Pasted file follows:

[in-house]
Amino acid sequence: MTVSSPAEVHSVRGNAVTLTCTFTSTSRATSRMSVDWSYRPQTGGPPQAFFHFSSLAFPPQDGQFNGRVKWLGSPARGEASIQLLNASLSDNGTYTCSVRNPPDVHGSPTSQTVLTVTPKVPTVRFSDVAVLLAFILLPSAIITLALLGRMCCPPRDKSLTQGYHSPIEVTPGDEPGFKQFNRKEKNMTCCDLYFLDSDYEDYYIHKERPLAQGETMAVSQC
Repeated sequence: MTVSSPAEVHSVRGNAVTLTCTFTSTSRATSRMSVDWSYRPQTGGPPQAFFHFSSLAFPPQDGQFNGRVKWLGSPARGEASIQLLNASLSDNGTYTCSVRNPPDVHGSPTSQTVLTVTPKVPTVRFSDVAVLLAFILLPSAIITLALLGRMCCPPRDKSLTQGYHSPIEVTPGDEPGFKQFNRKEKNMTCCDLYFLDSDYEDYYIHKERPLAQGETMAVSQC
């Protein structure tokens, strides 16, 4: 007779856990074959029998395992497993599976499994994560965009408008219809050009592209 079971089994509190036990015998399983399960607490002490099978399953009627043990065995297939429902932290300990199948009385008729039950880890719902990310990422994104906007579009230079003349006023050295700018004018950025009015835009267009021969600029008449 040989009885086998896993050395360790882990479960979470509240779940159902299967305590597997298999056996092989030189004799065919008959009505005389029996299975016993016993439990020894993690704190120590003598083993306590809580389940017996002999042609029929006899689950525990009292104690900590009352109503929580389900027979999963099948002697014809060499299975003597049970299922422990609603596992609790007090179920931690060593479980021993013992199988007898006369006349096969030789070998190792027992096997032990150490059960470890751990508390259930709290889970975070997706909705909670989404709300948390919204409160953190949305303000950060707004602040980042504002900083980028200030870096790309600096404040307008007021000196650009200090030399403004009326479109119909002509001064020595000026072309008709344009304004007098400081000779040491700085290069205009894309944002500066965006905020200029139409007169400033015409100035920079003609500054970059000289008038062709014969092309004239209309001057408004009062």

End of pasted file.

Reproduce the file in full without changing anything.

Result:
[in-house]
Amino acid sequence: MTVSSPAEVHSVRGNAVTLTCTFTSTSRATSRMSVDWSYRPQTGGPPQAFFHFSSLAFPPQDGQFNGRVKWLGSPARGEASIQLLNASLSDNGTYTCSVRNPPDVHGSPTSQTVLTVTPKVPTVRFSDVAVLLAFILLPSAIITLALLGRMCCPPRDKSLTQGYHSPIEVTPGDEPGFKQFNRKEKNMTCCDLYFLDSDYEDYYIHKERPLAQGETMAVSQC
Repeated sequence: MTVSSPAEVHSVRGNAVTLTCTFTSTSRATSRMSVDWSYRPQTGGPPQAFFHFSSLAFPPQDGQFNGRVKWLGSPARGEASIQLLNASLSDNGTYTCSVRNPPDVHGSPTSQTVLTVTPKVPTVRFSDVAVLLAFILLPSAIITLALLGRMCCPPRDKSLTQGYHSPIEVTPGDEPGFKQFNRKEKNMTCCDLYFLDSDYEDYYIHKERPLAQGETMAVSQC
């Protein structure tokens, strides 16, 4: 007779856990074959029998395992497993599976499994994560965009408008219809050009592209 079971089994509190036990015998399983399960607490002490099978399953009627043990065995297939429902932290300990199948009385008729039950880890719902990310990422994104906007579009230079003349006023050295700018004018950025009015835009267009021969600029008449 040989009885086998896993050395360790882990479960979470509240779940159902299967305590597997298999056996092989030189004799065919008959009505005389029996299975016993016993439990020894993690704190120590003598083993306590809580389940017996002999042609029929006899689950525990009292104690900590009352109503929580389900027979999963099948002697014809060499299975003597049970299922422990609603596992609790007090179920931690060593479980021993013992199988007898006369006349096969030789070998190792027992096997032990150490059960470890751990508390259930709290889970975070997706909705909670989404709300948390919204409160953190949305303000950060707004602040980042504002900083980028200030870096790309600096404040307008007021000196650009200090030399403004009326479109119909002509001064020595000026072309008709344009304004007098400081000779040491700085290069205009894309944002500066965006905020200029139409007169400033015409100035920079003609500054970059000289008038062709014969092309004239209309001057408004009062």